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Original Contributions
Feberuary 1973

Necrotizing Encephalopath Following Intraventricular Instillatio of Methotrexate

Author Affiliations

From the Neuropsychiatric Service, Memorial Hospital for Cancer and Allied Diseases and the Department of Neurology, Cornell University Medical College, New York.

Arch Neurol. 1973;28(2):96-102. doi:10.1001/archneur.1973.00490200044005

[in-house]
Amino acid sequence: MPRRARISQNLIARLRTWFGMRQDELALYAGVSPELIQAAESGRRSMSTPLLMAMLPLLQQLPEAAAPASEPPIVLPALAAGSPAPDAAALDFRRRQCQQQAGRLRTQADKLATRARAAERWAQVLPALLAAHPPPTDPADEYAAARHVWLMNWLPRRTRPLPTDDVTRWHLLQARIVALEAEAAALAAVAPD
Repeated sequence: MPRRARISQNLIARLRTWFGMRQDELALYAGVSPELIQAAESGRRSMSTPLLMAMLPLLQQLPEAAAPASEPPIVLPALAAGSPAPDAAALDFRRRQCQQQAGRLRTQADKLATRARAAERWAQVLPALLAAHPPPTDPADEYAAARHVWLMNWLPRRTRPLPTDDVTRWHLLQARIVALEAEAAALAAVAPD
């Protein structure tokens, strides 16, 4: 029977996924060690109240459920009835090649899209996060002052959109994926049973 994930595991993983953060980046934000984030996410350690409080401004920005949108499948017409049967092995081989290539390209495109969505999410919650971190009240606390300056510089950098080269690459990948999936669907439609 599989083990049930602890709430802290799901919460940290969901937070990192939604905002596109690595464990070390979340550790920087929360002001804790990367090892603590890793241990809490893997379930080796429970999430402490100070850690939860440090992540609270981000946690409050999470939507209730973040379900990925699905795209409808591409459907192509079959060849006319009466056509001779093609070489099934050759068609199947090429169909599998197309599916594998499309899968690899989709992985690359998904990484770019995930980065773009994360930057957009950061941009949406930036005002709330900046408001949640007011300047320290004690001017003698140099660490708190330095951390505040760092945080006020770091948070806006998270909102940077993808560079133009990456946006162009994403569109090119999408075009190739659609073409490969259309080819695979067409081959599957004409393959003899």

Three children with posterior fossa tumors and evidence of ventricular obstruction were treated by instillation into the lateral cerebral ventricle of methotrexate in total doses ranging from 86 to 190 mg given over 3 to 13 months. All three patients developed neurological signs of bilateral cerebral or upper brainstem dysfunction. In two, unusual lesions consisting of areas of coagulation necrosis with fibrinoid degeneration and thrombosis of blood vessels and reactive astrocytosis involved the periventricular white matter. The third patient died a year later; his brain showed periventricular necrosis without blood vessel changes. Other patients without ventricular obstruction were treated with comparable intraventricular doses of methotrexate without incident. The most likely cause of the necrotizing encephalopathy was absorption of toxic doses of methotrexate through the lateral ventricular wall in patients with ventricular obstruction.

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